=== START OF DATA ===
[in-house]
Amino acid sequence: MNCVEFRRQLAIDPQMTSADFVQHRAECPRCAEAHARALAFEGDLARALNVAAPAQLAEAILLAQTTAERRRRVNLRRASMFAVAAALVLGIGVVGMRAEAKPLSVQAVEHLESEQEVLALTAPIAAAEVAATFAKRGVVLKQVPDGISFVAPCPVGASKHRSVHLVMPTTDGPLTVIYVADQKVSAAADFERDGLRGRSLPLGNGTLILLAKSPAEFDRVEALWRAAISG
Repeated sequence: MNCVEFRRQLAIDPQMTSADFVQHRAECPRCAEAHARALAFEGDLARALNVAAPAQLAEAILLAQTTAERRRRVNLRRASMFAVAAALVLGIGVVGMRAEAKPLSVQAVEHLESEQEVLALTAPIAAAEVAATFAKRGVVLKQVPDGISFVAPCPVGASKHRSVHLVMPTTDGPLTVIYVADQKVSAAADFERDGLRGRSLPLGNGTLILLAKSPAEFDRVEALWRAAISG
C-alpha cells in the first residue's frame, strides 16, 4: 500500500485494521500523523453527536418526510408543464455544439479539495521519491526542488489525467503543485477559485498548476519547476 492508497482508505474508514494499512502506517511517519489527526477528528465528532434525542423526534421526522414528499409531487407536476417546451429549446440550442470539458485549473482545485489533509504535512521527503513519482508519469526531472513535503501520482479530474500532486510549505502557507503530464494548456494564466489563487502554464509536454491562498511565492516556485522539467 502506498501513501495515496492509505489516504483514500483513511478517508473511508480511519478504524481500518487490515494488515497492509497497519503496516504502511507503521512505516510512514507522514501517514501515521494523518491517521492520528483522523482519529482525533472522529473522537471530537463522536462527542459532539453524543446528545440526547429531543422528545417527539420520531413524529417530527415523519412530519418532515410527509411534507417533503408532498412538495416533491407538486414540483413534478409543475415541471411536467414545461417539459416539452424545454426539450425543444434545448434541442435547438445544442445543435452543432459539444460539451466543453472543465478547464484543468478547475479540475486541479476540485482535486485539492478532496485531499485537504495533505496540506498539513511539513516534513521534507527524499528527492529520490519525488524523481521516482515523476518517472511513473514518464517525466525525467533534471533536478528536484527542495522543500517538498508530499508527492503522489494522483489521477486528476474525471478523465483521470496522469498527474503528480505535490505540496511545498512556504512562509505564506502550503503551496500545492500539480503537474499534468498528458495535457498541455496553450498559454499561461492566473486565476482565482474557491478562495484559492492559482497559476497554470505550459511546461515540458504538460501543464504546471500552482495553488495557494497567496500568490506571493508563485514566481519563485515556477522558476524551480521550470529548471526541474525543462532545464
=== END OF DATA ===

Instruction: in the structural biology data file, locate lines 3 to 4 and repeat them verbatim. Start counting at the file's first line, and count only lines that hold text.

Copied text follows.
Repeated sequence: MNCVEFRRQLAIDPQMTSADFVQHRAECPRCAEAHARALAFEGDLARALNVAAPAQLAEAILLAQTTAERRRRVNLRRASMFAVAAALVLGIGVVGMRAEAKPLSVQAVEHLESEQEVLALTAPIAAAEVAATFAKRGVVLKQVPDGISFVAPCPVGASKHRSVHLVMPTTDGPLTVIYVADQKVSAAADFERDGLRGRSLPLGNGTLILLAKSPAEFDRVEALWRAAISG
C-alpha cells in the first residue's frame, strides 16, 4: 500500500485494521500523523453527536418526510408543464455544439479539495521519491526542488489525467503543485477559485498548476519547476 492508497482508505474508514494499512502506517511517519489527526477528528465528532434525542423526534421526522414528499409531487407536476417546451429549446440550442470539458485549473482545485489533509504535512521527503513519482508519469526531472513535503501520482479530474500532486510549505502557507503530464494548456494564466489563487502554464509536454491562498511565492516556485522539467 502506498501513501495515496492509505489516504483514500483513511478517508473511508480511519478504524481500518487490515494488515497492509497497519503496516504502511507503521512505516510512514507522514501517514501515521494523518491517521492520528483522523482519529482525533472522529473522537471530537463522536462527542459532539453524543446528545440526547429531543422528545417527539420520531413524529417530527415523519412530519418532515410527509411534507417533503408532498412538495416533491407538486414540483413534478409543475415541471411536467414545461417539459416539452424545454426539450425543444434545448434541442435547438445544442445543435452543432459539444460539451466543453472543465478547464484543468478547475479540475486541479476540485482535486485539492478532496485531499485537504495533505496540506498539513511539513516534513521534507527524499528527492529520490519525488524523481521516482515523476518517472511513473514518464517525466525525467533534471533536478528536484527542495522543500517538498508530499508527492503522489494522483489521477486528476474525471478523465483521470496522469498527474503528480505535490505540496511545498512556504512562509505564506502550503503551496500545492500539480503537474499534468498528458495535457498541455496553450498559454499561461492566473486565476482565482474557491478562495484559492492559482497559476497554470505550459511546461515540458504538460501543464504546471500552482495553488495557494497567496500568490506571493508563485514566481519563485515556477522558476524551480521550470529548471526541474525543462532545464